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why has the memory of the american revolution -- what's the dynamic? >> when i started -- the dynamic in the city is, when i started doing this book i was just going to write about -- >> there was a battle. it somewhere else they would be monuments. >> there's a rock and a plaque. the rock may have been moved. the plaque may have been moved. when i started doing this book is going to write about trees, about liberty trees, and they're all over the coast, all over the middle colonies. there are trees out west that people attach a certain imports to. whether by tradition. george washington -- in cambridge there's a tree that finally fell and it said washington took command of the troops there. he was nowhere near that tree. you can prove that 1 million times over. but people believed it and loved it. love that tree.
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the tree in the boston call men's. there's a -- why? because trees are a marker of time. just talk about new york specifically, yeah, i mean, obviously we develop, i mean, this is an old story. new york is always changing and that's good. but there is something happening, and i think in historic preservation, something i feel like if i want to be part of it or tried to be a part of it. this idea that when you preserve a place, that's one thing. you preserve the building, okay. but what's the use of the building or once the remembrances that live in the building still? suddenly i'm thinking that tree, they still have the stuff of it in the apollo theater. that's a tree reference. people don't forget that. but i'm back into places, and i
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think the new, the latest moves, the new thinking in historic preservation is about preserving use. so for instance, i'm really fascinated by -- [inaudible] which fulton street i'm sure either they were british soldiers chasing americans on that day or of americans were running down the street, an amazing place. for decades been considered to be not worth the. in the same decades, hip-hop is invented pretty much. there are so many small businesses that start there. i know a woman who had a store, and she was, -- she was running the wig store, one son was in a school of economics, another son was at williams. she was doing fine. she had and the staff. there was a guy who started a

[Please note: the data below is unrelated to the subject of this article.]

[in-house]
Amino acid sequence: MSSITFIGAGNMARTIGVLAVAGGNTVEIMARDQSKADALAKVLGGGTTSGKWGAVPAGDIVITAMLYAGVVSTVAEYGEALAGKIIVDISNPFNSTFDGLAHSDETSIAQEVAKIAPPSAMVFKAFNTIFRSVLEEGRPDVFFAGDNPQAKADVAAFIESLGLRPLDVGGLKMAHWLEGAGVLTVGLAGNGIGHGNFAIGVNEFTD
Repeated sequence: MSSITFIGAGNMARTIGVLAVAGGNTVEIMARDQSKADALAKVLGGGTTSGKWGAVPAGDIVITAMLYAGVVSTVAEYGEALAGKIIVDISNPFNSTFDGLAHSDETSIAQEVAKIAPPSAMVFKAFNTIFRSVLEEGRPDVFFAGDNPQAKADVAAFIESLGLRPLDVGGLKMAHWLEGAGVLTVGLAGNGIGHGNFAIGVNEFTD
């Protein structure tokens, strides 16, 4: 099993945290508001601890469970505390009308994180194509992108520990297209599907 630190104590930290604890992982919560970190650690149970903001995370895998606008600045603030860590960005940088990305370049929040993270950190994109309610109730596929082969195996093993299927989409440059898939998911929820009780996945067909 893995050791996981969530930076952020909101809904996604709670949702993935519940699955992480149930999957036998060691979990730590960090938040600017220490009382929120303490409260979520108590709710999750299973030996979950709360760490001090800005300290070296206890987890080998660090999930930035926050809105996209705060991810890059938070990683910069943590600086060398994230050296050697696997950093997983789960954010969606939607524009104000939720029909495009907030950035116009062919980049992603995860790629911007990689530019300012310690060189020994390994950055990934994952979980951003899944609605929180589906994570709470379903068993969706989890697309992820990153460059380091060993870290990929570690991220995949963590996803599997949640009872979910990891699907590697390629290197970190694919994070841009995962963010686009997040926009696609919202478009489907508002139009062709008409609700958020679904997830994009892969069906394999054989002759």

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sushi restaurant, and now that whole block is gone because it was as not being of valley. so i think the big thing is that we don't, we don't know how to recognize what is valuable use that add big time value to the city we're in now, we are living in a. we don't recognize it, but there's all this talk to again come in the last 10 years or so, about public space, about taking space back from the car and maybe thinking that there's other values to the street, for instance. well, in that conversation, this conversation has, it's all in the same room. we're in the same room. we are saying there is value. people are industries. if you close the street, people don't walk on it. it doesn't work anymore. people, how they think and feel about a place, that is the valley of the place. so i think we're going to understand, i'm hoping in the
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next, let's say, 20 years that there are uses we need to propagate, that we need to continue rather than create a new space. >> one of the things you point out in this book, and it's a true i think in history because it's the kind of thing that never gets covered but is has determine so much human history is the weather. you have a guy, a founding father of american weather history. i thought i knew the family -- the founding fathers of most branches of american history but that was a new one to me. >> he grew up in the mountains, the wash amounts are common to see a bigger revolution. if that's not a revolution to people i don't know what will come. and the other day, i was walking and i stood and looked across the hudson and i said oh, my god, i never knew what those were. i once lived in the town he lives in, most because i kind of stock of it.
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he looks happy. a great writer. so i should let the. we lived there for a while, and part of this book comes out of doing these kind of dopey things, i.e., nothing which is dopey. >> i've done plenty of dopey things. >> i was on the hudson river, this down where the hudson is shouting at you. the hudson is a imax movie is playing concert in this town. incredible. you sit there and you go down to the water and you look at the hills and things come clear to you. to me anyway. so yeah, so david was really interesting. he chronicled the americas weather history. which is amazing unto itself. but what the parliament was he went back and looked at the people who kept notes on the weather.